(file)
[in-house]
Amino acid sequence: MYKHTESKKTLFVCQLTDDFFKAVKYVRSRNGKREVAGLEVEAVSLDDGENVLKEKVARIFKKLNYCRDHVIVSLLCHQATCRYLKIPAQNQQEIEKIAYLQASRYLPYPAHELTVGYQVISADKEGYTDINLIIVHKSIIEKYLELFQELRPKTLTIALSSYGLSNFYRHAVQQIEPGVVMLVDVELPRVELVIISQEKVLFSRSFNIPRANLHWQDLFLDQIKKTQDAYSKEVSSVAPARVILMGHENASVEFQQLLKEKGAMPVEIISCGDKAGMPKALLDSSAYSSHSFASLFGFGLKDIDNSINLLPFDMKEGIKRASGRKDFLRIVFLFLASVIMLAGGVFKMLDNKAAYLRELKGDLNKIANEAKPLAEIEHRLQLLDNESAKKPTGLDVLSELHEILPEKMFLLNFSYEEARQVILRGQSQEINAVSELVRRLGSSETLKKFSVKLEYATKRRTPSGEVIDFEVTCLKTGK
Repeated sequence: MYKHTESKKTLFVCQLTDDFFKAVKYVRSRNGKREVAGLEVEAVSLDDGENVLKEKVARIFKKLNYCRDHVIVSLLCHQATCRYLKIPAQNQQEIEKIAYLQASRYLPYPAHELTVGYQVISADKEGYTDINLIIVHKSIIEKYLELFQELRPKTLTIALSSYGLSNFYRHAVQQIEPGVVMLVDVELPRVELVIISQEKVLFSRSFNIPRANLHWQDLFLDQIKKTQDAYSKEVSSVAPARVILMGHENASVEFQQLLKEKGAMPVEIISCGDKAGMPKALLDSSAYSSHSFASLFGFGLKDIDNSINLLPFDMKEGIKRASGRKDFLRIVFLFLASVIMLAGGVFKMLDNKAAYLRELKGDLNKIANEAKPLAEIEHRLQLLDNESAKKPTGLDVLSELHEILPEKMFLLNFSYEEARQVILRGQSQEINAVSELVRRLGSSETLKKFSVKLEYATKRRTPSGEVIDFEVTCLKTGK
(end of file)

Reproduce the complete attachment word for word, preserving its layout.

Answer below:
[in-house]
Amino acid sequence: MYKHTESKKTLFVCQLTDDFFKAVKYVRSRNGKREVAGLEVEAVSLDDGENVLKEKVARIFKKLNYCRDHVIVSLLCHQATCRYLKIPAQNQQEIEKIAYLQASRYLPYPAHELTVGYQVISADKEGYTDINLIIVHKSIIEKYLELFQELRPKTLTIALSSYGLSNFYRHAVQQIEPGVVMLVDVELPRVELVIISQEKVLFSRSFNIPRANLHWQDLFLDQIKKTQDAYSKEVSSVAPARVILMGHENASVEFQQLLKEKGAMPVEIISCGDKAGMPKALLDSSAYSSHSFASLFGFGLKDIDNSINLLPFDMKEGIKRASGRKDFLRIVFLFLASVIMLAGGVFKMLDNKAAYLRELKGDLNKIANEAKPLAEIEHRLQLLDNESAKKPTGLDVLSELHEILPEKMFLLNFSYEEARQVILRGQSQEINAVSELVRRLGSSETLKKFSVKLEYATKRRTPSGEVIDFEVTCLKTGK
Repeated sequence: MYKHTESKKTLFVCQLTDDFFKAVKYVRSRNGKREVAGLEVEAVSLDDGENVLKEKVARIFKKLNYCRDHVIVSLLCHQATCRYLKIPAQNQQEIEKIAYLQASRYLPYPAHELTVGYQVISADKEGYTDINLIIVHKSIIEKYLELFQELRPKTLTIALSSYGLSNFYRHAVQQIEPGVVMLVDVELPRVELVIISQEKVLFSRSFNIPRANLHWQDLFLDQIKKTQDAYSKEVSSVAPARVILMGHENASVEFQQLLKEKGAMPVEIISCGDKAGMPKALLDSSAYSSHSFASLFGFGLKDIDNSINLLPFDMKEGIKRASGRKDFLRIVFLFLASVIMLAGGVFKMLDNKAAYLRELKGDLNKIANEAKPLAEIEHRLQLLDNESAKKPTGLDVLSELHEILPEKMFLLNFSYEEARQVILRGQSQEINAVSELVRRLGSSETLKKFSVKLEYATKRRTPSGEVIDFEVTCLKTGK